The world’s largest oil importer, China, in the last 10 years has seen foreign oil imports climb from 50 per cent of consumption to 70 per cent, raising questions about energy security amid the ongoing Iranian crisis.
Last year, gas imports covered 44.5 per cent of gas consumption, up from 30 per cent in 2015.
In 2018 imports of LNG, cooled fuel shipped by tanker, exceeded 53 million metric tonnes, jumping 170 per cent since 2015.
China’s LNG imports are expected to rise by another 30 per cent from the equivalent of 73 billion cubic metres (bcm) last year to 95 bcm next year, the Oxford Institute for Energy Studies (OIES) reported.
Russia’s Power of Siberia natural gas pipeline (pictured) is due to start operations in December, reaching an annual peak of 38 bcm by 2025. China could by then need to increase LNG imports by 49 bcm from last year’s level, forecast OIES researcher Stephen O’Sullivan.
In 2014, Gazprom and the China National Petroleum Corporation signed a 30-year agreement for 38 bcm Russian gas from the Irkutsk and Yakutia production hubs. The 3,000km pipeline will also supply gas to Russia’s far east.
But uncertainty surrounds a second Russian pipeline from Western Siberia, known as the Altai pipeline or Power of Siberia 2.
An agreement on pricing for the proposed 30 bcm pipeline through the Altai mountains to Xinjiang had not been settled with China, Gazprom CEO Alexei Miller reportedly said last month.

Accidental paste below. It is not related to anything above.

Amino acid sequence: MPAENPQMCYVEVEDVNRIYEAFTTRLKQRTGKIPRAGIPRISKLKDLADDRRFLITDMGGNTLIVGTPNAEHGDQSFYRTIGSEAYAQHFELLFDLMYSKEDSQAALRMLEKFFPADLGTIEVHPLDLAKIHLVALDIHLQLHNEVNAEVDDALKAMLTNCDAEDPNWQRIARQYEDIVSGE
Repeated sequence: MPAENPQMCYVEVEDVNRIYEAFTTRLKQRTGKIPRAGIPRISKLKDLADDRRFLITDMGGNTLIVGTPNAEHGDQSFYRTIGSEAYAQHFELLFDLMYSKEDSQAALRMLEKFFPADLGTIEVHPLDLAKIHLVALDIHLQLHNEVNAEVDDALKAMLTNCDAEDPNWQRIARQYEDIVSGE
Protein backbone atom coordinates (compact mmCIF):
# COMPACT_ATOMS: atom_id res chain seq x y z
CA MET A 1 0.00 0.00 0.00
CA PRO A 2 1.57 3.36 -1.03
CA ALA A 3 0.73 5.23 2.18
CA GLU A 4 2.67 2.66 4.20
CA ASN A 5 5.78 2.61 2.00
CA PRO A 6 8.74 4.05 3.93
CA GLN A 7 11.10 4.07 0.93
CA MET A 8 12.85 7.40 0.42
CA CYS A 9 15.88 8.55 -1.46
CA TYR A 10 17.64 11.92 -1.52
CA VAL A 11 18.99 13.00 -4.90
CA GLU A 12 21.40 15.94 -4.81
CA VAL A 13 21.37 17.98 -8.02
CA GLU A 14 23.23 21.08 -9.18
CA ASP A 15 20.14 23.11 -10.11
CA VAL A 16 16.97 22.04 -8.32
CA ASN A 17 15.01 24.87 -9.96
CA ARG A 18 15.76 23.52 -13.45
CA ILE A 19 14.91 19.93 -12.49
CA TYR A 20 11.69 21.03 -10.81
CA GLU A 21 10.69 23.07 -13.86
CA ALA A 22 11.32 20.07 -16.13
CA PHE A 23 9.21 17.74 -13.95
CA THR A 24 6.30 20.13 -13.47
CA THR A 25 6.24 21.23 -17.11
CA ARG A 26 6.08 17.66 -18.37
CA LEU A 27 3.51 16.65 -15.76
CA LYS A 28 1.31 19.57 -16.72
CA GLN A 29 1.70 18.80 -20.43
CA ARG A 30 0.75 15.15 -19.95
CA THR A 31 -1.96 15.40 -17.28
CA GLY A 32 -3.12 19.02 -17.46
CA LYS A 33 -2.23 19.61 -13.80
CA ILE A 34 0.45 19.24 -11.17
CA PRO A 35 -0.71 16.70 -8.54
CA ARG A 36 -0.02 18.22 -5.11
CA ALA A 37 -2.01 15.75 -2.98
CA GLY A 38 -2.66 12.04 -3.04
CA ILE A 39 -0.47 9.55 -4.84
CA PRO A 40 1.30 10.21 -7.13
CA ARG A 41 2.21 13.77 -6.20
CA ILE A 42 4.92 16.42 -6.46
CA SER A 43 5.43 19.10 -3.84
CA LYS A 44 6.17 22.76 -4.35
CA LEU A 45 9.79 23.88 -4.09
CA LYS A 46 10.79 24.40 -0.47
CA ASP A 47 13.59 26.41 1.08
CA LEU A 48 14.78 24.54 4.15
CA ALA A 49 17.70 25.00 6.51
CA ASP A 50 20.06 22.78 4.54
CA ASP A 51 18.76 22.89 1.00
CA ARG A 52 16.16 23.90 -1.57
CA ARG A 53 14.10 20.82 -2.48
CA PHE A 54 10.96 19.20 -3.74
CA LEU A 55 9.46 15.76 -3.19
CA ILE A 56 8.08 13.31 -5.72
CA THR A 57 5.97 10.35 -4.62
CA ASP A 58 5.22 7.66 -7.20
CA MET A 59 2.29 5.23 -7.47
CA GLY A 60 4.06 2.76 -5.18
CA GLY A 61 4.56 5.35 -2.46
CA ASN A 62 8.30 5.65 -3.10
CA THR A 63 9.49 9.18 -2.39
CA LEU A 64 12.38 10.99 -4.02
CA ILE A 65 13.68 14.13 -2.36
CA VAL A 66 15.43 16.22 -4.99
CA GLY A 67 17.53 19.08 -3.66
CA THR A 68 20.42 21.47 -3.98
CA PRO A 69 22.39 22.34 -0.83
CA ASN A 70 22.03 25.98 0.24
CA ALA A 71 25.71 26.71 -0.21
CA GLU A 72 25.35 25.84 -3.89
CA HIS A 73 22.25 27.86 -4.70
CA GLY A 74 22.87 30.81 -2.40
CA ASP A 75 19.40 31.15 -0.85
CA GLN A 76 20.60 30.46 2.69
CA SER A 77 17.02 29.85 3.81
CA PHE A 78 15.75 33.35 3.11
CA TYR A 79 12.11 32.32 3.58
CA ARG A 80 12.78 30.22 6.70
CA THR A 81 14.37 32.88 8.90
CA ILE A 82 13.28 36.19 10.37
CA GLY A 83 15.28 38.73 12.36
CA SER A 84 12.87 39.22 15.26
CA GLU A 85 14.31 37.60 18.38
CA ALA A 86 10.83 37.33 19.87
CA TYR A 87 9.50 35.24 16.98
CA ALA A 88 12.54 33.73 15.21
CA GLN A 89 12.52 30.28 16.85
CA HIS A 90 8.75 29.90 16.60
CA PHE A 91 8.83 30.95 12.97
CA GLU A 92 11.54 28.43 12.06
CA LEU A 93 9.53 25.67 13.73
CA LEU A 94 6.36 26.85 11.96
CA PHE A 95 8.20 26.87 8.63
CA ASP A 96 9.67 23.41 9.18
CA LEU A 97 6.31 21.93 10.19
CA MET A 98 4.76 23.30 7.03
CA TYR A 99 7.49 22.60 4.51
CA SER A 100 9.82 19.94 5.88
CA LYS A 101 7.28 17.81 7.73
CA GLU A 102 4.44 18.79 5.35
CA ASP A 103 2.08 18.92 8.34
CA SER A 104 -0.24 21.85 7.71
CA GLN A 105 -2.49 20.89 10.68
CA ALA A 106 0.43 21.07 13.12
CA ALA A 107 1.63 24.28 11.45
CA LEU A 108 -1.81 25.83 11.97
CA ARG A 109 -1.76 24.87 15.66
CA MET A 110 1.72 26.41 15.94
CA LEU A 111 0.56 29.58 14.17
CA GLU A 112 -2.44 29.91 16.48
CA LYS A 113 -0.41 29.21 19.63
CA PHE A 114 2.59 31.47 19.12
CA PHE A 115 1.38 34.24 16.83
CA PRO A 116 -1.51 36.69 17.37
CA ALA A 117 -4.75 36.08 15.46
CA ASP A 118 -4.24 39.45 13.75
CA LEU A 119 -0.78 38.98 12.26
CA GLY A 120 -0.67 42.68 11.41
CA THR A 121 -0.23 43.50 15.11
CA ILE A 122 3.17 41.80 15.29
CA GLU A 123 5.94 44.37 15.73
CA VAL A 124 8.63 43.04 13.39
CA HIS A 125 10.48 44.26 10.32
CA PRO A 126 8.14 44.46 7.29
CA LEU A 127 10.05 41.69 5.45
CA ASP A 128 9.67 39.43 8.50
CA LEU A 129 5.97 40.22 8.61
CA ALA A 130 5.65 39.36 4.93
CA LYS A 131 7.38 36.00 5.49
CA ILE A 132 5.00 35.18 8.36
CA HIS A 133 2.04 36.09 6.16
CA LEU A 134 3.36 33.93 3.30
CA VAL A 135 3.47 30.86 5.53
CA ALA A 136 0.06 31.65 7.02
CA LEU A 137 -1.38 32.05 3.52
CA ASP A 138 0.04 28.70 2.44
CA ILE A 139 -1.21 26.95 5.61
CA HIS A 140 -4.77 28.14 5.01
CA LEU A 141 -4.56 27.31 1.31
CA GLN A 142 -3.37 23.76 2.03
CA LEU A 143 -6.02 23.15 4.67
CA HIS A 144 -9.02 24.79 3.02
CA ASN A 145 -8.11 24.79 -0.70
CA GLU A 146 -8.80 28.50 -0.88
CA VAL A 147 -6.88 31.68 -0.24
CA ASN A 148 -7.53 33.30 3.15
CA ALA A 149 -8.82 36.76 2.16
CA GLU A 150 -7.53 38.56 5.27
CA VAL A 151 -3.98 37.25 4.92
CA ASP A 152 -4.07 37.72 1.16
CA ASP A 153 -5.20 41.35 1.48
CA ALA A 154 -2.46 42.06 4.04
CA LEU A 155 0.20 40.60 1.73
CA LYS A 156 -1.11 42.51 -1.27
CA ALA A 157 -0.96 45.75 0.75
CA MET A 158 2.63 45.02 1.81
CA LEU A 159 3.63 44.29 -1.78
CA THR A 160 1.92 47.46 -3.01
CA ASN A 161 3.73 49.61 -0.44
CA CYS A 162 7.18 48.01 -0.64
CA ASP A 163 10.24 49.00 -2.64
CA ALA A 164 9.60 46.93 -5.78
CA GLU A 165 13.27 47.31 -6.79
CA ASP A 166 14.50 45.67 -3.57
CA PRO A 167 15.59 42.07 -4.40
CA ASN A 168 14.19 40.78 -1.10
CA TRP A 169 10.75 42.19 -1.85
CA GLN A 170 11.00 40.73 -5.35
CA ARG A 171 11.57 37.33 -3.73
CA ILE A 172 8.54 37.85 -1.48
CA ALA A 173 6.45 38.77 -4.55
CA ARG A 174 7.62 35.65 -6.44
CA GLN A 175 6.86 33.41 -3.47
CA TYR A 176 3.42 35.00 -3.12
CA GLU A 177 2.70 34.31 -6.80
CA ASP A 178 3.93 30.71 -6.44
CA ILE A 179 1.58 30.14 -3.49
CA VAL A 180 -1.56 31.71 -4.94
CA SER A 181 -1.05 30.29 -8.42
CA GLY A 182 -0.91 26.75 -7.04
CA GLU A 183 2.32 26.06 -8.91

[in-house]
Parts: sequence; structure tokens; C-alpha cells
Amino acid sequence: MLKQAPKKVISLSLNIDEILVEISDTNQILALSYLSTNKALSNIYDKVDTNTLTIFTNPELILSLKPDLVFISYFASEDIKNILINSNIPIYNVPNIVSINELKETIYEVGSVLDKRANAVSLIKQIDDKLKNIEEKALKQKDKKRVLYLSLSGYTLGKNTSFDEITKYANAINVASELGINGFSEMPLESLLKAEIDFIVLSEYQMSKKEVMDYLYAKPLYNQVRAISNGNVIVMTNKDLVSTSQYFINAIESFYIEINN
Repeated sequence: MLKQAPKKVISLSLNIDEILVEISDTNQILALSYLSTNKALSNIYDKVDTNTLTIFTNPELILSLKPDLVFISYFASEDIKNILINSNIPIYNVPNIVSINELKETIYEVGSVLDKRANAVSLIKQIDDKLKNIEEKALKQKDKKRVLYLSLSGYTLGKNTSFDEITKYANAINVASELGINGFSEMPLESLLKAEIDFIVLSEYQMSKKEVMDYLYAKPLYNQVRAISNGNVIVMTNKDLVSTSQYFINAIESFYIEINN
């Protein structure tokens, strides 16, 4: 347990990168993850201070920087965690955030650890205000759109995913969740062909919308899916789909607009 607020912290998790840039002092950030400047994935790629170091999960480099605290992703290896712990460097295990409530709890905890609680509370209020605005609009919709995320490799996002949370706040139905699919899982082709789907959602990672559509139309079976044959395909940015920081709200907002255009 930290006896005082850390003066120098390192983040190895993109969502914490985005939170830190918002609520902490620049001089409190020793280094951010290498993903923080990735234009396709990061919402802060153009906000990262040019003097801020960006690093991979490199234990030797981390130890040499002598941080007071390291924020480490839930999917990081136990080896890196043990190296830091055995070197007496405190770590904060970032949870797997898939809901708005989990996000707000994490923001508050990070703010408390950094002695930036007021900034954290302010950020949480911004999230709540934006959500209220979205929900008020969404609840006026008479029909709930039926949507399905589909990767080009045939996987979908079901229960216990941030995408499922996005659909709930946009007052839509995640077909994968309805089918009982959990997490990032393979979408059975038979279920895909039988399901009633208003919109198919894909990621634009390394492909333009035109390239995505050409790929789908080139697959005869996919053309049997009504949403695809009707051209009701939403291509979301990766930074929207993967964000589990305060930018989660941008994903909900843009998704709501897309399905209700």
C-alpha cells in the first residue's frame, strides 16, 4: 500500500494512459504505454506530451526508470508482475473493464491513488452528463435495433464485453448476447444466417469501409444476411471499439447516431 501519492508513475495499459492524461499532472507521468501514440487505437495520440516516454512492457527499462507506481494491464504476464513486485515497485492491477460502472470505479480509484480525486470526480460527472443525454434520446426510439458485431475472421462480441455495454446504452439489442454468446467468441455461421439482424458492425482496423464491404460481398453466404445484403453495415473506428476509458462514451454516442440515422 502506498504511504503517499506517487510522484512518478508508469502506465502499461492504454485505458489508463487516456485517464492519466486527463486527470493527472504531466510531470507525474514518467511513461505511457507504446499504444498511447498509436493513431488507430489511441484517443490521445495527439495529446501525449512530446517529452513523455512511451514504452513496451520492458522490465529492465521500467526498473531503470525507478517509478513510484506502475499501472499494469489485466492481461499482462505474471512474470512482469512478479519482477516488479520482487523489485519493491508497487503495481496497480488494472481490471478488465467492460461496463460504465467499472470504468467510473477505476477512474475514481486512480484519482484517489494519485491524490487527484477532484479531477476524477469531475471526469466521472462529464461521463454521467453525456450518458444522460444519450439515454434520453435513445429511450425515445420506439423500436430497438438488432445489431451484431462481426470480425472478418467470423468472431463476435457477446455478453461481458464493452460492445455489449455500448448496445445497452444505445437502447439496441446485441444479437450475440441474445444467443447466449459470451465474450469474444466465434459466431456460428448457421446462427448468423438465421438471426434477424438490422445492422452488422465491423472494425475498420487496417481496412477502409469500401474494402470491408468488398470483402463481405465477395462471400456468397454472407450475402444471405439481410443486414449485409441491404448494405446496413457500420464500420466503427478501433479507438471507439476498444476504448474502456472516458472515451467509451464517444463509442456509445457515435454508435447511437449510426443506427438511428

The crisis in the Strait of Hormuz has highlighted China’s energy security.
China could need to increase LNG tanker imports by at least 130 cargoes annually to meet demands next year, unless it is capable of plugging holes with alternative sources, including renewables.
Around 26 per cent of the world’s LNG cargoes pass through the Strait of Hormuz.
The strait is 34km wide and around 18.5 million barrels of oil passes through it each day. Around 20 per cent of the world’s oil travels through what the US Energy Information Administration calls the planet’s “most important oil transit chokepoint”. More than 90 per cent of Saudi oil exports travel through the strait along with oil from Kuwait, Qatar, Bahrain, Iran, Iraq and the UAE.
China placed a 10-per-cent retaliatory tariff on LNG from the US in response to Donald Trump’s trade war, which could deprive it of a plentiful alternative to Qatari supplies.
The Power of Siberia pipeline. Picture credit: YouTube